Sunday, 28 November 2010

Autumn Fungi

I haven't been out fungi-hunting all that much this year, i think i overdid it last year so was a bit more laid back about it this time round. May have been down to the amount of birdwatching i've been doing too!

Anyway, i've collected together the best shots i took of fungi this autumn and put them all here.

Some sort of inkcap species, Coprinus, Skylarks NR

Tricholoma fulvum, Skylarks NR

Fairy-ring Champignons, Marasmius oreades, Holme Pierrepont
Horse Mushrooms, Agaricus arvensis, Holme Pierrepont

Russula sp., Skylarks NR

Russula sp., Skylarks NR

Russula sp., Skylarks NR

Yellow Stagshorn, Calocera viscosa, Clifton Woods

Clouded Funnel, Clitocybe nebularis, Wollaton. These are particularly big specimens!!!

Dead Man's Fingers, Xylaria polymorpha, Wollaton Park

Scalycap species , Pholiotia, Wollaton Park

Dessicated specimens of Psilocybe semilanceata, South Yorkshire

Unknown species, South Yorks

One found while volunteering at Besthorpe, Inocybe geophylla var. lilacana

Starling Roost, 20th October

I decided visit the starling roost again a few days after seeing them first on the 15th. The light was a lot better so i could take some photos. Unfortunately it was also very very cold, and i had to sit for a long time in the arctic northwinds which had brought the temperature down a lot that week.
At around half past four, the first flocks began to come in and gather on the pylons. but it was very quiet for a while... i thought i was going to miss it this time around. However, as dusk was closing in, large flocks began moving in from all directions, and some starlings haad alrady begun their flocking ritual. It took a while, and was very cold, but eventually the starlings started 'whoosing' overhead and i managed to get some good in-flight shots. The mass cloud of starlings was as awesome as before, and i didnt mind too much that it felt like my fingers and toes would drop off, and this time there were more birds, perhaps around 4000, small in comparison to some flocks around the country! Again they twisted and turned before, just after 5 o clock the flock got sucked into the reeds and all fell quiet. Amazing!!!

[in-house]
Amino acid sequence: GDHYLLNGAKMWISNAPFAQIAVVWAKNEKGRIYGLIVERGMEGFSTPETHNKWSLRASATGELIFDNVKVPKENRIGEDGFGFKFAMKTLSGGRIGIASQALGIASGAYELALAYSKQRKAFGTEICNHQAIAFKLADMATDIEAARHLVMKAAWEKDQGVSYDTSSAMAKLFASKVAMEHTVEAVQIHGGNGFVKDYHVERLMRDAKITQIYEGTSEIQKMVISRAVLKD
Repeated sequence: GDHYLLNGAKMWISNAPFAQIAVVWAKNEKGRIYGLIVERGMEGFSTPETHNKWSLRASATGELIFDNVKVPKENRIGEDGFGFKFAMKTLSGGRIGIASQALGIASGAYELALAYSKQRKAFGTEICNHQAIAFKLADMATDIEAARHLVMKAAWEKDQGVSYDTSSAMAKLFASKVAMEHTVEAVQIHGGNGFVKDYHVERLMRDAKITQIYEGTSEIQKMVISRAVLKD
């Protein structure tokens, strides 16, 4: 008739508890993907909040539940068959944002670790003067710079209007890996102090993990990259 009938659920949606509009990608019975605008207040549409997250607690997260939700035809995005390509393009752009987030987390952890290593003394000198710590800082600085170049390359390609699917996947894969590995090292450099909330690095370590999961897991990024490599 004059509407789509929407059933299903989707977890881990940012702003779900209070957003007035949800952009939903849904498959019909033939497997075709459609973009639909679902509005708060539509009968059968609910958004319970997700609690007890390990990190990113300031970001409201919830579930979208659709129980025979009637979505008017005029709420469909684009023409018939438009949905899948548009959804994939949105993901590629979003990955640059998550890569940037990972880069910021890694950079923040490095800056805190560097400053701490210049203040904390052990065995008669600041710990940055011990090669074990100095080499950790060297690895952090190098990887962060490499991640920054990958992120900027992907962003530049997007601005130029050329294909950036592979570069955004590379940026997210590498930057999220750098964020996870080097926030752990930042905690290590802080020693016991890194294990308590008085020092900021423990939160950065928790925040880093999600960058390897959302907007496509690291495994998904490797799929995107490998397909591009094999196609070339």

Here's a few photos of the experience.

Starlings begin to arrive...

Gathering on the pylons...

Take off!

Flying over to flock

The final product (part of...)

...and into the reeds for the night!

Saturday, 27 November 2010

October II

Right, i'm just going to go through the last few weeks briefly, as i've fallen behind somewhat. Then hopefully i'll be able to update more regularly!!!
Went to attenborough on the 12th of october, sat in the delta hide for a bit, but didnt see the bittern again! Did however glimpse what was apparently a Merlin but didn't class it as an actual sighting as i would have put it down as a sparrowhawk if i wasnt told otherwise! Little else was about, but elsewhere i saw a pair of Marsh Tits, 6 sand martins (very late!), 6 skylark overhead (100th species for my attenborough list!) and a couple of Cetti's Warblers.
A poor record shot of the Marsh Tit, Attenborough

Next, i went to Netherfield Lagoons, where i saw 3 Golden Plovers, a first for the winter, several linnets, and lots of birds on 'vis mig', mainly common finches, but a Yellowhammer did pass through.